LONDON – Claudio Belotti knows he cut the denim that became the jeans Meghan Markle wore on one of her first outings as the fiancée of Britain's Prince Harry.
That's because he cuts all the fabric for Hiut Denim Co., a 7-year-old company that makes jeans in Cardigan, Wales. Belotti is a craftsman with 50 years of experience that gives his work a personal touch – something that's not quite couture but not exactly mass-produced, either.
“There's a story behind each one,” Belotti said. “You're paying for the skill.”
Customer demand for something unique is helping small companies like Hiut buck the globalization trend and set up shop in developed countries that had long seen such work disappear.
While international brands like H&M and Zara still dominate the clothing market, small manufacturers are finding a niche by using technology and skill to bring down costs and targeting well-heeled customers who are willing to pay a little more for clothes that aren't churned out by the thousands half a world away.
Profits at smaller national clothing firms grew 2 percent over the last five years, compared with a 25 percent decline at the top 700 traditional multinationals, according to research by Kantar Consulting.
Their success comes from promoting their small size and individuality, said Jaideep Prabhu, a professor of enterprise at Cambridge University's Judge Business School.
“It's a different kind of manufacturing,” he said. “They are not the Satanic mills. These are very cool little boutiques.”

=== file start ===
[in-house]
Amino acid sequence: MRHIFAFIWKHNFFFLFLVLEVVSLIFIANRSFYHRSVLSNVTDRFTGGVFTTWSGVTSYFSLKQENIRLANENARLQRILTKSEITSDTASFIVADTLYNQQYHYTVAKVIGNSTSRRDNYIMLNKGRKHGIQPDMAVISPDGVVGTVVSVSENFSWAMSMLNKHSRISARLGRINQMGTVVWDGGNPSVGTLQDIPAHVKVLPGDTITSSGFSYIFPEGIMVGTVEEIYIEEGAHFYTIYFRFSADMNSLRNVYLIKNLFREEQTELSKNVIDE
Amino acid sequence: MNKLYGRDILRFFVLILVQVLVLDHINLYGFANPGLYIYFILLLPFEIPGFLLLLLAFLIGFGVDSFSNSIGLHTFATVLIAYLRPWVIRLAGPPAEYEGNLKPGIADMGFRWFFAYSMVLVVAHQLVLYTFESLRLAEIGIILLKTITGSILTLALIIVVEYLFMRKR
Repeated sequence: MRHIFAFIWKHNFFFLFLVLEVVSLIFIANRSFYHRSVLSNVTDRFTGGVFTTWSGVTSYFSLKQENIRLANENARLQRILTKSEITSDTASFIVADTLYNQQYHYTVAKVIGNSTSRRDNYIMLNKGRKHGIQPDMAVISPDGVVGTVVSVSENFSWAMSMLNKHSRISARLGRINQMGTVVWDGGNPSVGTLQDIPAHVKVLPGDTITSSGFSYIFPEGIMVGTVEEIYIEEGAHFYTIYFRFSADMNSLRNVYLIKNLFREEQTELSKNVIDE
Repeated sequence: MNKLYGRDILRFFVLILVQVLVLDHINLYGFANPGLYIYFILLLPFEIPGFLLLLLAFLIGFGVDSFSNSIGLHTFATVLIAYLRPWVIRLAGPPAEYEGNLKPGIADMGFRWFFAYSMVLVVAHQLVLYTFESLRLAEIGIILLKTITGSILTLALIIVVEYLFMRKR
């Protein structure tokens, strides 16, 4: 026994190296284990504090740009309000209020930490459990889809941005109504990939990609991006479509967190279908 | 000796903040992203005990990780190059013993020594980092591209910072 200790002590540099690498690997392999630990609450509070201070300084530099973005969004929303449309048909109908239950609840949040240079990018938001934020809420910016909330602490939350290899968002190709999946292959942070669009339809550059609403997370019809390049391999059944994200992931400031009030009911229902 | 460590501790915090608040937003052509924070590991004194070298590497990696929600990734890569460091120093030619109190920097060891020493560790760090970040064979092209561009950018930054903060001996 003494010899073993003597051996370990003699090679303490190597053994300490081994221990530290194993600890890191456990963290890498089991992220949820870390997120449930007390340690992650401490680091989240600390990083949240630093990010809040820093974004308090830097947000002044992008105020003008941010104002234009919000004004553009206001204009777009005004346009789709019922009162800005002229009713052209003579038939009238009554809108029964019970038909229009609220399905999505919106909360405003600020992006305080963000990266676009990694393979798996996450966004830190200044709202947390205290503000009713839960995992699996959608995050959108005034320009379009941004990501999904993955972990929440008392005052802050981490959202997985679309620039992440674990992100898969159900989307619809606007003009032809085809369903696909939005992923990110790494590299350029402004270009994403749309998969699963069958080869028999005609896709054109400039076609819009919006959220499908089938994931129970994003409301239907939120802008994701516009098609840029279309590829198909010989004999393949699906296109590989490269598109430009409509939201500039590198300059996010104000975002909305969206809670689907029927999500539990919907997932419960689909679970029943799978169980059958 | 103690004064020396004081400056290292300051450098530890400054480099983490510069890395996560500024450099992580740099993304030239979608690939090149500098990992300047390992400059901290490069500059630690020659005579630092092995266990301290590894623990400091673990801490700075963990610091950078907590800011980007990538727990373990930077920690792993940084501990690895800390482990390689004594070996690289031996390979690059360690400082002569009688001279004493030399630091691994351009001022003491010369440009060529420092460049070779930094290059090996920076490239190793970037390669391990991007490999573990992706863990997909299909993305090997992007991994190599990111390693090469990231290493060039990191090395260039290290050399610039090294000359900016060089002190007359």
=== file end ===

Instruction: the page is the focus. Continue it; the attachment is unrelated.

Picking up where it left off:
Hiut, which makes nothing but jeans, employs 16 people in Cardigan and makes 160 pairs a week. Women's styles range from 145 pounds ($192) to 185 pounds ($244), men's go for 150 pounds to 235 pounds. Each is signed by the person who sewed it, known in the company as a “Grand Master.”
Many of these small manufacturers also try to stand out by embracing social issues, from reducing waste to paying a living wage.
Hiut, for example, highlights its efforts to put people back to work in a small town that was devastated when a factory that employed 400 people and made 35,000 pairs of jeans a week shut down.
Underscoring the years of craftsmanship that go into each pair of jeans, the company offers “free repairs for life.”
This kind of customer service helps form a “personal relationship” between a brand and the shopper that is valuable, says Anusha Couttigane of Kantar Consulting.
The rise of small clothing makers reflects a broader shift in consumer preferences away from big brands. In fashion, technology is fueling the trend.
The internet provides a cheap way to reach customers, while off-the-shelf artificial intelligence programs allow companies to accurately forecast demand and order materials so they can make small batches and avoid unwanted stock.
That makes it possible to produce clothes that are more customized.
“Data is the backbone for this and the trigger,” said Achim Berg, a senior partner at McKinsey & Co. in Frankfurt who advises fashion and luxury goods companies. “It's not custom-made, but it gives the consumer the opportunity to be more individual.”
Prabhu sees this as part of a bigger shift away from the model of outsourcing production to low-cost countries like China.
“You're trying to constantly keep up with your customers. Your competitive advantage is to give them something closer to their needs.”